Motions, counter-motions and amendments were proposed, and the whole of the previous proceedings were revoked, A long discussion ensued as to whether Akehurst conjointly with Jamnes Putland, should hold the contract, Mr.Stephen Putland being surety for the due execution of the work, It was ultimately decided, on the motion of Mr. Langham, that the work to done by subscription, and that £80 be expended in securing the battery for the present. Five new Commissioners had been elected—two carpenters (Lock and B. Tree), 1 cabinet-maker (C. J. Womersley), 1 publican (John Tree), and one musician (Jas. Ryall). These all took part in the discussion in favouring or opposing the decision ultimately arrived at. Then followed another special meeting during the Christmas holidays, when the committee’s report stated that at least 50 feet of the wall must be underpinned, and that even that process would be no absolute security against further in​road​s. No more effectual way, the report stated, could be found than to build a strong wall strictly in accordance with the original specification. After a stormy discussion the recomendation(sic) was agreed to, and £70 more added to the £80 previously voted. Even that did not settle the matter; for, at another meeting, a few days later, the committee appointed to collect subscriptions reported that £137 10s had already been obtained, and that £20 more was expected. Mr. Shadwell and Mr. Lord had promised the handsome sums of £50 and £20, respectively.

As these sums were still insufficient to meet the estimated cost of the new parade wall, it was resolved to borrow £360 additional for that purpose.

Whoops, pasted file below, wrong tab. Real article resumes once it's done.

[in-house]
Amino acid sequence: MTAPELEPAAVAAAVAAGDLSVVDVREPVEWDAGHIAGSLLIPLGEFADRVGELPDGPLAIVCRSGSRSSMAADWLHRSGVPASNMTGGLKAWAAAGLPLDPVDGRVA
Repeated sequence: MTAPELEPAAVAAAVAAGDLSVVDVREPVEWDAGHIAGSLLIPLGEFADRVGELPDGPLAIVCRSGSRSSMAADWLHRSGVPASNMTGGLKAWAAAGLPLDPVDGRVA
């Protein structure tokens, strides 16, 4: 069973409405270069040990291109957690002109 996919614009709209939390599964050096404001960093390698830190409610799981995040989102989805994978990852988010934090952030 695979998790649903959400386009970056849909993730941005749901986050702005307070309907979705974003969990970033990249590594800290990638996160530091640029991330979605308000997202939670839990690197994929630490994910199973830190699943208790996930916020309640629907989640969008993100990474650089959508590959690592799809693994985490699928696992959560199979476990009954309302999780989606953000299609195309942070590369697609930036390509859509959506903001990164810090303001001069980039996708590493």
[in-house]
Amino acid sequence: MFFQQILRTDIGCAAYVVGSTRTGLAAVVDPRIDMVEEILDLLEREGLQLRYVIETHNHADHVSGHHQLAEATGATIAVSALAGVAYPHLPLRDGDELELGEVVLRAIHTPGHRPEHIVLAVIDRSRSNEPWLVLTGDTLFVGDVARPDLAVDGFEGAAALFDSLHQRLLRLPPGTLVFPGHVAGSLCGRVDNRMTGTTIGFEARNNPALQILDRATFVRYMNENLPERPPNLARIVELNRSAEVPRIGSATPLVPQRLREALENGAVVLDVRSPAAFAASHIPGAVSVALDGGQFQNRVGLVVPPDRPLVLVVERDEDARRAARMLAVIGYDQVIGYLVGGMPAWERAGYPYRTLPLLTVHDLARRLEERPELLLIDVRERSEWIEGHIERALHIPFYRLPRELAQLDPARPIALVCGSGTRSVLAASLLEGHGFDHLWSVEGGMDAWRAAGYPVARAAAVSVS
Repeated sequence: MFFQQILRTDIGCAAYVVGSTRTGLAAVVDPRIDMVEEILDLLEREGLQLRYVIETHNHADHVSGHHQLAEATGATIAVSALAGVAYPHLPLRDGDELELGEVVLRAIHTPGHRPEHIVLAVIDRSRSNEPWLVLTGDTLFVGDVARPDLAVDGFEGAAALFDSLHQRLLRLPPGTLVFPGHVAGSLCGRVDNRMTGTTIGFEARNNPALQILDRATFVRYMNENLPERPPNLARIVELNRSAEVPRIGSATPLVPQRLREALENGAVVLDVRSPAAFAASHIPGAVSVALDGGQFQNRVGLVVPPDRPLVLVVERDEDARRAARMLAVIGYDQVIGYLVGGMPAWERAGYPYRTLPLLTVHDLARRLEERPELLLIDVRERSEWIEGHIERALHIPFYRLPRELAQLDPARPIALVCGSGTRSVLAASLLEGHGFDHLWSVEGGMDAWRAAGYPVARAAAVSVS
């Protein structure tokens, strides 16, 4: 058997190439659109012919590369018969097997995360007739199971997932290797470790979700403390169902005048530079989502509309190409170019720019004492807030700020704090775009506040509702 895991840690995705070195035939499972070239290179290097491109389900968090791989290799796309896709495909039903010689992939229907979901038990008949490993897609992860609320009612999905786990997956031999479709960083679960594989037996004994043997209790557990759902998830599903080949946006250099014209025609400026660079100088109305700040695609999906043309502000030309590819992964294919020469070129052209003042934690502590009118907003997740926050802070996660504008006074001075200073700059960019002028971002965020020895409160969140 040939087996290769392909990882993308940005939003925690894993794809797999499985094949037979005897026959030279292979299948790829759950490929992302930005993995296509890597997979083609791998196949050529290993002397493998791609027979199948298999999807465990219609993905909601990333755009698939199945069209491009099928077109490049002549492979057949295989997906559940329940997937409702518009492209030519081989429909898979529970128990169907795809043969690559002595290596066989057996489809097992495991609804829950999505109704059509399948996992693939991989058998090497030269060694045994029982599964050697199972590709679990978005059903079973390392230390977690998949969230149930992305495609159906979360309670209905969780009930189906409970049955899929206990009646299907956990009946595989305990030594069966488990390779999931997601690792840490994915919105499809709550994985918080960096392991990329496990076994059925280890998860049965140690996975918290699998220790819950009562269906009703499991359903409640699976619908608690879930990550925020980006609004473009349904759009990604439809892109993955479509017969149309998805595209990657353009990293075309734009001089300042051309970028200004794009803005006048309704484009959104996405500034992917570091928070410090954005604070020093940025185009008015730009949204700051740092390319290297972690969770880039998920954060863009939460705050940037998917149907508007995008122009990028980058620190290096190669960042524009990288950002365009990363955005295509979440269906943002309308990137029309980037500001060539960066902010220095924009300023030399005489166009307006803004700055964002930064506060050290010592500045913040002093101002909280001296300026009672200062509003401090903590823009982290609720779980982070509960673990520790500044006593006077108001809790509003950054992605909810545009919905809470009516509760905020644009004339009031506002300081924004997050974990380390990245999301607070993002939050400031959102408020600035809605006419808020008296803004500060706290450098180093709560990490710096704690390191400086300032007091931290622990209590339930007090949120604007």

At the same meeting it was resolved, on the motion of Mr. Harvey, that the eastern-most groyne at the parade be reduced one plank, and be extended further seawards to prevent the washing away of the stade, The committee were also instructed to report on the expediency of ​building​ a more substantial groyne. This report recommended the construction of a stone groyne, 360 feet in length, at an estimated cost of £2,150, which it was believed would render the existing smaller groynes unnecessary, and would much improve the condition of the Fishmarket, West street, &c. Mr. Thwaites reminded the board that it was no new project, for it had been suggested nine years before. He remembered being on a committee when several plans were submitted, one of them being by Mr. White, of Brighton, which, it it had been adopted, would have saved much subsequent expense. He believed it would cost £250 a year to maintain a wooden groyne in repair. The one at Rock-a-Nore, built 9 years ago, cost £900, and considerable sums had already been spent on it. Neighboring towns, he contended, were devoting large sums to improvements, and we must also assist Nature a little if we desired to attract visitors to our delightful walks and romantic scenery. It needed but the expenditure of a moderate amount of money to make Hastings one of the most favourite watering places in the kingdom. It had been said that they would bring the town to beggary, but a halfpenny in the £ would be enough to discharge the interest on the parade wall and the stone groyne as well, whilst about 280 feet of new ground would be made, which might be let out in plots at £10 a year. Although such sums would go to the Town Council, they would help to relieve the rates. There was a life-boat in Hastings [the Ariel], but it could not be used in times of danger for want of launching facilities, but a stone groyne would help to obviate that. The Clerk was of opinion that such a groyne could not be built, and he read the opinion of Sir W, Follett, that no jetty or pier could be erected under present Parliamentary provisions except for the accumulation of beach or protection of the town. Mr. Richardson expressed disapproval of the report, and said it was the most unfounded one he ever heard of; whereupon a warm discussion ensued, in which Messrs. Catley, Langham, George Wingfield and Thwaites took part. Mr, Harvey remarked that suck a scheme would cripple their funds They were only empowered to borrow £12,000, and their debt already was £9,500. Mr. Catley thought the present groyne could be repaired and lengthened at a small expense. A scene of great confusion and contention then followed, ending in Mr. Harvey's motion being carried "That the Surveyor inspect the groyne and estimate the lengthening of it 70 feet."